Definitions

from The American Heritage® Dictionary of the English Language, 4th Edition

  • See Krishna2.

Etymologies

Sorry, no etymologies found.

Examples

  • In the Telugu lands, the Andhras were succeeded by the Ikshvaku dynasty (3rd century), notable for donations to a Buddhist stupa on the Nagarjunikonda (hill), on the Kistna above Amaravati; by the12

    c. South India

  • These competed with Maesolia at the mouth of the Kistna and especially with the rich western port of Barygaza (Broach) in thriving trade with the Roman Empire.

    c. South India

  • Sculptures about the great Buddhist stupa of Amaravati on the lower Kistna reveal union of Hindu traditional style with its crowding and naturalism, already more refined than at Bharhut and Sanchi, with Greco-Buddhist motifs which were borrowed from Gandhara and in turn transmitted to Malaya, Sumatra-Java, Cambodia, and Champa.

    b. The Deccan

  • The first Chalukya dynasty in Maharashtra advanced from Aihole on the upper Kistna to nearby Vatapi (or Badami, c. 550) and to Banavasi (566–97) at the expense of the Kadambas.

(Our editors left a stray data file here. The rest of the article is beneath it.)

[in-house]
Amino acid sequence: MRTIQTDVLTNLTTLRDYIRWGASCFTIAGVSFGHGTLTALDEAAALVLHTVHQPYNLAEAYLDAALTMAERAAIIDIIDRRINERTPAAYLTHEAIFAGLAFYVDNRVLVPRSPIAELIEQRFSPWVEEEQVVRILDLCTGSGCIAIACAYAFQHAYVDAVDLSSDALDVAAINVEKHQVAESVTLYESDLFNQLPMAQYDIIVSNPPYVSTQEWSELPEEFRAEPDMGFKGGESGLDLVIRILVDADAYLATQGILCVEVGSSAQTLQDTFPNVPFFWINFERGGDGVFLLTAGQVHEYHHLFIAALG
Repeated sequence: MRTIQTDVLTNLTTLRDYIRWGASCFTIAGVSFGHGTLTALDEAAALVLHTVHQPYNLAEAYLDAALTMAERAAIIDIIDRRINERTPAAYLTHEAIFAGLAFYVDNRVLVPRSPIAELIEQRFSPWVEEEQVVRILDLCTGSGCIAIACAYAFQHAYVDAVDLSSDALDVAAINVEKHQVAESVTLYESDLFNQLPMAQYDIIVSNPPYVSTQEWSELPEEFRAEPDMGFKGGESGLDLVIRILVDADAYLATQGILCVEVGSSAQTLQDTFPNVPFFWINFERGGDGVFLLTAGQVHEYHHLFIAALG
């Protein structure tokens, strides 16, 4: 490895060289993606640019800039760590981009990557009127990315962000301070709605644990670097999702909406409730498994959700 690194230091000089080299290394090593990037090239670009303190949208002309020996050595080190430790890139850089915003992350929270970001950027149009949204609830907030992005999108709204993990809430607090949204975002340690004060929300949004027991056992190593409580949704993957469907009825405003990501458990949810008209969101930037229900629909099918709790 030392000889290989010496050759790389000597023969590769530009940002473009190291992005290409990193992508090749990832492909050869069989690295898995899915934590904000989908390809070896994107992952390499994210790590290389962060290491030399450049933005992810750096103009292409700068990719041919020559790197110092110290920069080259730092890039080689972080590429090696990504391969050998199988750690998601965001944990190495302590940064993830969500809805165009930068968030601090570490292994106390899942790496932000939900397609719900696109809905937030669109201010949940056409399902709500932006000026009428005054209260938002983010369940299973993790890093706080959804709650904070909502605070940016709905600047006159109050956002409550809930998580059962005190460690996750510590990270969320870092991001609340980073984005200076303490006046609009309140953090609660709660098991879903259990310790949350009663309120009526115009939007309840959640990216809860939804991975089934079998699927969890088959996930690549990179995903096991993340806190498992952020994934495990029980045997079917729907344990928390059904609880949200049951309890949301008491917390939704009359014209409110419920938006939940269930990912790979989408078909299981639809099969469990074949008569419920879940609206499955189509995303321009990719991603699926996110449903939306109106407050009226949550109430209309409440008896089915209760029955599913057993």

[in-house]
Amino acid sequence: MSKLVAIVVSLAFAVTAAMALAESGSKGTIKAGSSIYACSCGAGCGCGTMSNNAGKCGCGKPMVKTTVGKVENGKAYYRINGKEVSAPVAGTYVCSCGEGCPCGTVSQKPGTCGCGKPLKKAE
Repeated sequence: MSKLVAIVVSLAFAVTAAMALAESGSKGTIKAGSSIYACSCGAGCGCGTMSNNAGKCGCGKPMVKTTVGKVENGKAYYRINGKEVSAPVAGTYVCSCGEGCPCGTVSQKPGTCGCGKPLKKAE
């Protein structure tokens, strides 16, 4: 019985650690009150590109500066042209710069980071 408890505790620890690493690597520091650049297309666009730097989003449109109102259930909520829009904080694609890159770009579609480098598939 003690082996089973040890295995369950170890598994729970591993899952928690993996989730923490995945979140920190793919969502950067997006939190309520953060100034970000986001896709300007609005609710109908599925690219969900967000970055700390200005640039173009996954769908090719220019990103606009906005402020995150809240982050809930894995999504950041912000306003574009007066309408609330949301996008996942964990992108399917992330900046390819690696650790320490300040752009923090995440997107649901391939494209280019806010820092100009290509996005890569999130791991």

c. South India

  • Very likely by this epoch the Satakani had extended control over the properly Andhra Teluga (Dravidian) lands of the Godavari and Kistna deltas.

    b. The Deccan

  • The Kakatiyas reigned in the east at Kakati or Warangal between the Godavari and the Kistna.

    1076-1147

  • Vijayanagar (present Hampi), founded by two brothers from the region of Warangal, fought steadily against the neighboring states of sultans north of Kistna and Tungabhadra.

    1076-1147

  • Diamonds were first obtained from the Golconda mines in India near the river Kistna.

    Zolar’s Magick Of Color

  • Toombuddra, which had once been their frontier line; and the Nizam had for his share all the country from the river Kistna to the Pennar, including the forts of Gunjecottah and Cudapa.

    The History of England in Three Volumes, Vol.III. From George III. to Victoria

  • Row, the Peishwa of the Mahrattas, who crossed the Kistna with an immense body of cavalry, and not only deprived him of some of his recent acquisitions, but compelled him to pay thirty two lacs of rupees.

    The History of England in Three Volumes, Vol.III. From George III. to Victoria

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